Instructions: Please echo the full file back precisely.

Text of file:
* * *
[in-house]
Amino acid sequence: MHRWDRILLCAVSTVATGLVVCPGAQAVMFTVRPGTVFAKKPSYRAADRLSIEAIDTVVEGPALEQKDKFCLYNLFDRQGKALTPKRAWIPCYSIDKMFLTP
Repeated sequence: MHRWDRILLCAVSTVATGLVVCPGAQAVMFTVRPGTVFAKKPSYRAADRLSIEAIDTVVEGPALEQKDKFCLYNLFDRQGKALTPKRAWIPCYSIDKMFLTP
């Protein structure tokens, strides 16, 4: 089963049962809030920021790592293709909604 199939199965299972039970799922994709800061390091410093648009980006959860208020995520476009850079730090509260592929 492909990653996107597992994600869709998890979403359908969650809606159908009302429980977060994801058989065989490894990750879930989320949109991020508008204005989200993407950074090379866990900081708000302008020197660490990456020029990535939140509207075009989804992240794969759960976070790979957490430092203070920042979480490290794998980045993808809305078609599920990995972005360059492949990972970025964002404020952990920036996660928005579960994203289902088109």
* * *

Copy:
[in-house]
Amino acid sequence: MHRWDRILLCAVSTVATGLVVCPGAQAVMFTVRPGTVFAKKPSYRAADRLSIEAIDTVVEGPALEQKDKFCLYNLFDRQGKALTPKRAWIPCYSIDKMFLTP
Repeated sequence: MHRWDRILLCAVSTVATGLVVCPGAQAVMFTVRPGTVFAKKPSYRAADRLSIEAIDTVVEGPALEQKDKFCLYNLFDRQGKALTPKRAWIPCYSIDKMFLTP
């Protein structure tokens, strides 16, 4: 089963049962809030920021790592293709909604 199939199965299972039970799922994709800061390091410093648009980006959860208020995520476009850079730090509260592929 492909990653996107597992994600869709998890979403359908969650809606159908009302429980977060994801058989065989490894990750879930989320949109991020508008204005989200993407950074090379866990900081708000302008020197660490990456020029990535939140509207075009989804992240794969759960976070790979957490430092203070920042979480490290794998980045993808809305078609599920990995972005360059492949990972970025964002404020952990920036996660928005579960994203289902088109």